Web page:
It’s the ultimate clash of styles – matt versus gloss kitchen. Should you go for the bright sheen of high gloss or the restrained elegance of matt?
History is marked by great clashes of taste, the Beatles versus Elvis, North versus South, East versus West and of course – gloss versus matt kitchens. At stake will be the final look and feel of your kitchen. Both options will have their advantages. Which one you choose will depend on your situation, your own tastes and what you’re looking to achieve.
Whether you love the look of a smooth handle-less high gloss kitchen unit, or want to enjoy the traditional shaker kitchen with a matt finish, there are a wealth of kitchen options available. But what should you choose based on your kitchen layout, preferences and style choice?
First, let’s look at the various strengths of each approach.
The benefits of matt kitchens
There are those who characterise matt as being the grown-up cousin. While gloss paint is shiny, and reflects light, matt finishes do the opposite. They absorb light and, in the eyes of some, will provide something of a more elegant finish. Matt finishes might contribute to a darker overall look to a kitchen which will be a turn off for some, but don’t let that make you miss it’s many upsides.
As with everything in life, though, beauty is very much in the eye of the beholder. What seems plain to some will be elegant, sophisticated, and professional looking to others. A matt finish kitchen will be smooth providing an even block of colour that looks uniform and solid from any angle. Surfaces will look cleaner and smoother than a surface which is reflective. It’s a crisp and bold look that can be the basis for a strong and dramatic kitchen design.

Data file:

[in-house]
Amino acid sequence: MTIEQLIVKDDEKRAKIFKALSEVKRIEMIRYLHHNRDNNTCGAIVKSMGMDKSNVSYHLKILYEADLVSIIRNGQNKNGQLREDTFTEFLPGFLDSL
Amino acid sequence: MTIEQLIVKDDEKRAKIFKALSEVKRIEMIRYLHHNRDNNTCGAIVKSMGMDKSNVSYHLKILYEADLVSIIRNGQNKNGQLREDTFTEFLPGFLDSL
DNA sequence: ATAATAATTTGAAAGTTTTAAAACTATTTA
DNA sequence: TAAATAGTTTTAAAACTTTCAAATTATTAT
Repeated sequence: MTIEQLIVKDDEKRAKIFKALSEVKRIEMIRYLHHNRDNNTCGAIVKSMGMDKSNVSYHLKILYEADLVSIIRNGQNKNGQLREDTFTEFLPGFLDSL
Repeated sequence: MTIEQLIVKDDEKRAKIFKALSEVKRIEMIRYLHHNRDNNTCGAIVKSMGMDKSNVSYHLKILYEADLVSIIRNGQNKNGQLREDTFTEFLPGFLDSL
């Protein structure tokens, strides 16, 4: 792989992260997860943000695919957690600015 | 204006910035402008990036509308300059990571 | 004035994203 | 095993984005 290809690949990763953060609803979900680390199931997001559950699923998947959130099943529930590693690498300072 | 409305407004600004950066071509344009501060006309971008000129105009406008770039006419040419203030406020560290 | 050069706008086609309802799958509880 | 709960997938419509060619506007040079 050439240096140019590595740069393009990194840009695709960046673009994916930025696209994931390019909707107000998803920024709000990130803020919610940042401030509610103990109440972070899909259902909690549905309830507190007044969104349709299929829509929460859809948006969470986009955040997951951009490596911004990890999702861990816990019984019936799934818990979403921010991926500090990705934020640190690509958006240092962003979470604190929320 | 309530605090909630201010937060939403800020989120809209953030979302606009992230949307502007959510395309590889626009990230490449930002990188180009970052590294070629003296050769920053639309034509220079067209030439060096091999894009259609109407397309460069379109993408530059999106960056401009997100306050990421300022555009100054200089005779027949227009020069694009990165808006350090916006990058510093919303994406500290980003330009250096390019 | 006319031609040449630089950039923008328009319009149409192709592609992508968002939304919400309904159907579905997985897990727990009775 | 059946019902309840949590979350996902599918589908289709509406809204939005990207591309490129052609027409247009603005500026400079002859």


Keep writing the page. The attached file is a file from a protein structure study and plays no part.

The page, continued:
And for those who yearn for a minimal and sophisticated look, our matt acrylic kitchen units offer a made to measure product that can fit in any space.
Just because it will not reflect light in the same way as a gloss kitchen doesn’t mean it has to be dull. A matt kitchen can be light and vibrant, especially if you use brighter colours that compliment each other. For example, you can take bright red, yellow or blues to create a rich palette of strong, even, colour across your kitchen.
For a more refined approach, you could try blending whites, blacks or greys to enhance edges giving the kitchen more depth. As matt kitchens become more popular, designs are becoming more flexible adapting to fresh visions. While previously this might have been seen as a more functional alternative, the only real limit is your imagination.
And there’s no need for matt to feel “flat”. Take a look at our matt textured kitchen units, which offer an array of different materials and feels. From our Magma steel units which entice the eye with their metallic sleek and minimalistic design, to the stunning matt textured driftwood kitchen units which bring a sense of nature into your kitchen space.
Added to this, you might want to consider how a kitchen will look with daily use. While pictures of glossy kitchens in magazines and brochures look great, in reality, it may not stay that way for long – especially if you have a growing family. People are going to use those shiny surfaces; food and drink is going to get spilled on them and children are going to bump into them. Wear and tear is inevitable and with some types of gloss finishes that can be a problem.